Carmen and the Storm

Carmen lifted the hourglass hanging from her waist, clear cut crystal in a housing of orichalcum. Varihued sands ran up and down through the neck as she watched, a riot of color until they settled into layered arrangements in the top and bottom bulbs. Years of training translated the dozens of colors instantly: a time the locals called 1974, August 30, 10:02am, located at 17°55'42.3"N 66°09'34.9"W. She smiled.

She stood on a spit of sandy rock in the midst of a wild sea. To the south and east, the sky was as dark as it had been four hours earlier. Clouds hanging low above her churned so fast Carmen could almost believe they were human-made, sheets of undyed wool whipped into a frenzy by mischievous youths.

Craning her neck until it cracked, Carmen unlimbered a bow of silvery wood, testing the pull. She unsheathed two long, curved knives in turn and checked their edges with her thumb. Satisfied, she rearranged the sheathes on the front of her chest for easy access.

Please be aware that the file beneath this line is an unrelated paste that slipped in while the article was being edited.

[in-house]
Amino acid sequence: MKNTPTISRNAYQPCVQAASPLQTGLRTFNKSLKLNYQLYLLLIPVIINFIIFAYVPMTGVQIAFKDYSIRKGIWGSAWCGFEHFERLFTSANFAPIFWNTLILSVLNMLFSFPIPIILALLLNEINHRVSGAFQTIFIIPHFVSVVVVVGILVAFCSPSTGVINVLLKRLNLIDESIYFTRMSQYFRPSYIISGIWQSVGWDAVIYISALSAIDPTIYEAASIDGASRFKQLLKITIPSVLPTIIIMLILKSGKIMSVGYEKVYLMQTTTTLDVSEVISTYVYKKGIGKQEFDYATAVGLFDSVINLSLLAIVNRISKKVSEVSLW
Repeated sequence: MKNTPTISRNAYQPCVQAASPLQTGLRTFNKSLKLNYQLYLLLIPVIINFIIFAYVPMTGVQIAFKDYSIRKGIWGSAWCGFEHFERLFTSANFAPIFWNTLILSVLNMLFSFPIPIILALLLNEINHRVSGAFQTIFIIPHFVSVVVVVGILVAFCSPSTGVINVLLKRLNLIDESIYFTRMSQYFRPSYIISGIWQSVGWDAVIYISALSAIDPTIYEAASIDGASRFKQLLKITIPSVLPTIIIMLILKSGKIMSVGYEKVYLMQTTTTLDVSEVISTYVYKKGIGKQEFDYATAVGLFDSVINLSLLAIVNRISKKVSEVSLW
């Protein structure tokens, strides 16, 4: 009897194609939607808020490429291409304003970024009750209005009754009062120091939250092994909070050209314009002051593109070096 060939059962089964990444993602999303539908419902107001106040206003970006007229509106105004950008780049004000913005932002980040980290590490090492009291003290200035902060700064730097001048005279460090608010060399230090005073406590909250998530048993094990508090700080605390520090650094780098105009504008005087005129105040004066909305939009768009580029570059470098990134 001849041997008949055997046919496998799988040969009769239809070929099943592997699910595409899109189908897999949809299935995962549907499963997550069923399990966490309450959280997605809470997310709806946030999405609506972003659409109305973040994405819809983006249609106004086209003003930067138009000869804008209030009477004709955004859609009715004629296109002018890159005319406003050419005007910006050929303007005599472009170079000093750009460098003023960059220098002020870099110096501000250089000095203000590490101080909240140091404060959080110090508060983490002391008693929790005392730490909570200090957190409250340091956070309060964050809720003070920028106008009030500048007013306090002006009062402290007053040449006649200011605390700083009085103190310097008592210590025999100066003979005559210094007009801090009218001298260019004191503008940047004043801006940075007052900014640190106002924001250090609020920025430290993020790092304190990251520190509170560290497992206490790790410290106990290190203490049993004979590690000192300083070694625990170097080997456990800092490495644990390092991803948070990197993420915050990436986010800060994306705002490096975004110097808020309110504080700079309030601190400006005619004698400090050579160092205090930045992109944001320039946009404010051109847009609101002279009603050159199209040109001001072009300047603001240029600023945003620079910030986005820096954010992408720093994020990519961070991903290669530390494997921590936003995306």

She stood at her full five-foot-two height and stared into the storm, already pummeling her with fifty mile-per-hour winds, and drew her first arrow.

A Morality Tale

To begin with, you are a prince, or a farmer's third son, or a young woman. You will come upon the test: a fairy pretending to need somebody's last bit of bread, or a challenge to do something impossible. You display your virtue, usually clever perpendicular thinking but possibly generosity, hard work, mercy, or piety, and earn the prize: a princess, kingdom, treasure, wish, or a combination of the above.

Here's the catch: you're flawed. The most important bit is when you overcome your flaw. You have to learn your lesson from it before it's too late. Did you fail the test but learn a valuable moral lesson? Then the lesson was the test, and overcoming your flaw was your virtue. Move ahead, collect your prize.

Maybe you discover your flaw later. You've passed the test and you're ready to collect your prize. Here is where your flaw rears its ugly head: pride, or greed, or ambition maybe. Despite passing the test, your prize recedes from your grasp. Only overcoming your flaw at this late stage—when it again becomes your real test—will get you what you seek.

But what if the story's over without finding your flaw? You've quested, tested, bested, and want to be rested. But without a flaw, then the story's not over... or yours is a morality tale, and it's about to make an example of you.

Embedded in the Stone